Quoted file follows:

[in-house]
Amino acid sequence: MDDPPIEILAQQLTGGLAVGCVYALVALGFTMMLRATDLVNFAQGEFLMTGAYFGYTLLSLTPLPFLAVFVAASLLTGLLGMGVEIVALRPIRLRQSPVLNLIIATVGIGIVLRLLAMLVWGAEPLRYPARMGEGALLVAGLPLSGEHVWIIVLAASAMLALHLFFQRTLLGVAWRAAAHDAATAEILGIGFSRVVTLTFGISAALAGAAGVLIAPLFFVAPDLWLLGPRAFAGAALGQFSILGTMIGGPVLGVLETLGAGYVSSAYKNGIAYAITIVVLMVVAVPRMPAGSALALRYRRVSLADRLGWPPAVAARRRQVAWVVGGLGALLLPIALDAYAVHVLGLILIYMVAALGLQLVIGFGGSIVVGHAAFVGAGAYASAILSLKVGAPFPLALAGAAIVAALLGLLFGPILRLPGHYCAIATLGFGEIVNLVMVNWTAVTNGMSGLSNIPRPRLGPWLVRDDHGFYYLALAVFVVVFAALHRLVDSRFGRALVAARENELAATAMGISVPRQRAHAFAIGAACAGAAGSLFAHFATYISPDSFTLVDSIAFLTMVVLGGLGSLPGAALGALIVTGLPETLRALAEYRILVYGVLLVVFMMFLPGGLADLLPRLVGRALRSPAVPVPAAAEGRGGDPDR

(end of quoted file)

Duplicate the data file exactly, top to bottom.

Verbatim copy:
[in-house]
Amino acid sequence: MDDPPIEILAQQLTGGLAVGCVYALVALGFTMMLRATDLVNFAQGEFLMTGAYFGYTLLSLTPLPFLAVFVAASLLTGLLGMGVEIVALRPIRLRQSPVLNLIIATVGIGIVLRLLAMLVWGAEPLRYPARMGEGALLVAGLPLSGEHVWIIVLAASAMLALHLFFQRTLLGVAWRAAAHDAATAEILGIGFSRVVTLTFGISAALAGAAGVLIAPLFFVAPDLWLLGPRAFAGAALGQFSILGTMIGGPVLGVLETLGAGYVSSAYKNGIAYAITIVVLMVVAVPRMPAGSALALRYRRVSLADRLGWPPAVAARRRQVAWVVGGLGALLLPIALDAYAVHVLGLILIYMVAALGLQLVIGFGGSIVVGHAAFVGAGAYASAILSLKVGAPFPLALAGAAIVAALLGLLFGPILRLPGHYCAIATLGFGEIVNLVMVNWTAVTNGMSGLSNIPRPRLGPWLVRDDHGFYYLALAVFVVVFAALHRLVDSRFGRALVAARENELAATAMGISVPRQRAHAFAIGAACAGAAGSLFAHFATYISPDSFTLVDSIAFLTMVVLGGLGSLPGAALGALIVTGLPETLRALAEYRILVYGVLLVVFMMFLPGGLADLLPRLVGRALRSPAVPVPAAAEGRGGDPDR